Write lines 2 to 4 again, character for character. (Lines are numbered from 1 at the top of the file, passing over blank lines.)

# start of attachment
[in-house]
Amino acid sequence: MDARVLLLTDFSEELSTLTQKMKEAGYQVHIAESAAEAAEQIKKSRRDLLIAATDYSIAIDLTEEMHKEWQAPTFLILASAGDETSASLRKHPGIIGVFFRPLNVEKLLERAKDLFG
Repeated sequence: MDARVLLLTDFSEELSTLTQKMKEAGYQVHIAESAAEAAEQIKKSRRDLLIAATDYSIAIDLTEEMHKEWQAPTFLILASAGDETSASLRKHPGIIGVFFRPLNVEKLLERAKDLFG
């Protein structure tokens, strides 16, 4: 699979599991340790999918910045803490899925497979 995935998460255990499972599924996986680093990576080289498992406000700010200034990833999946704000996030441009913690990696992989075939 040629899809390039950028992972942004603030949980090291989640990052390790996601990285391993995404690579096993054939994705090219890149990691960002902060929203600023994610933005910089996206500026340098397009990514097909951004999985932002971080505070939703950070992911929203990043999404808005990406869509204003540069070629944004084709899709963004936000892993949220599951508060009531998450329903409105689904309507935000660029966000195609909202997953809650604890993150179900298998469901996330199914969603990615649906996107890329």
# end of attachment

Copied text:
Amino acid sequence: MDARVLLLTDFSEELSTLTQKMKEAGYQVHIAESAAEAAEQIKKSRRDLLIAATDYSIAIDLTEEMHKEWQAPTFLILASAGDETSASLRKHPGIIGVFFRPLNVEKLLERAKDLFG
Repeated sequence: MDARVLLLTDFSEELSTLTQKMKEAGYQVHIAESAAEAAEQIKKSRRDLLIAATDYSIAIDLTEEMHKEWQAPTFLILASAGDETSASLRKHPGIIGVFFRPLNVEKLLERAKDLFG
């Protein structure tokens, strides 16, 4: 699979599991340790999918910045803490899925497979 995935998460255990499972599924996986680093990576080289498992406000700010200034990833999946704000996030441009913690990696992989075939 040629899809390039950028992972942004603030949980090291989640990052390790996601990285391993995404690579096993054939994705090219890149990691960002902060929203600023994610933005910089996206500026340098397009990514097909951004999985932002971080505070939703950070992911929203990043999404808005990406869509204003540069070629944004084709899709963004936000892993949220599951508060009531998450329903409105689904309507935000660029966000195609909202997953809650604890993150179900298998469901996330199914969603990615649906996107890329």